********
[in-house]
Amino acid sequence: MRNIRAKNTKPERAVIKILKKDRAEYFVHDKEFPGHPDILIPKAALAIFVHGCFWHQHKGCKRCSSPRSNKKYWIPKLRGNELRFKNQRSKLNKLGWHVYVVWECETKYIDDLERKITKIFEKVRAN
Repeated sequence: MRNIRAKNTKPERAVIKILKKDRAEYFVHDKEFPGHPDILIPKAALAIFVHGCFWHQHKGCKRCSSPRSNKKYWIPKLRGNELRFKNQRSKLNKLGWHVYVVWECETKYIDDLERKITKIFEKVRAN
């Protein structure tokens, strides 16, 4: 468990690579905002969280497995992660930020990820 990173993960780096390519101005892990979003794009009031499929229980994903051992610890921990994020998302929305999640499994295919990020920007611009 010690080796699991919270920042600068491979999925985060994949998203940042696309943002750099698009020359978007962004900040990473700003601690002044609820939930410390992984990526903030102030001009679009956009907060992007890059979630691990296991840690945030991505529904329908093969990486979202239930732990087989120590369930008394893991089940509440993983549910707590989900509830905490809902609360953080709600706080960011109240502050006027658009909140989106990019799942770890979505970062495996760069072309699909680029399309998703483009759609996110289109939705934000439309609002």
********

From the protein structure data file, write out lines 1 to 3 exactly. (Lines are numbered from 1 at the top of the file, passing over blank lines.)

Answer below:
[in-house]
Amino acid sequence: MRNIRAKNTKPERAVIKILKKDRAEYFVHDKEFPGHPDILIPKAALAIFVHGCFWHQHKGCKRCSSPRSNKKYWIPKLRGNELRFKNQRSKLNKLGWHVYVVWECETKYIDDLERKITKIFEKVRAN
Repeated sequence: MRNIRAKNTKPERAVIKILKKDRAEYFVHDKEFPGHPDILIPKAALAIFVHGCFWHQHKGCKRCSSPRSNKKYWIPKLRGNELRFKNQRSKLNKLGWHVYVVWECETKYIDDLERKITKIFEKVRAN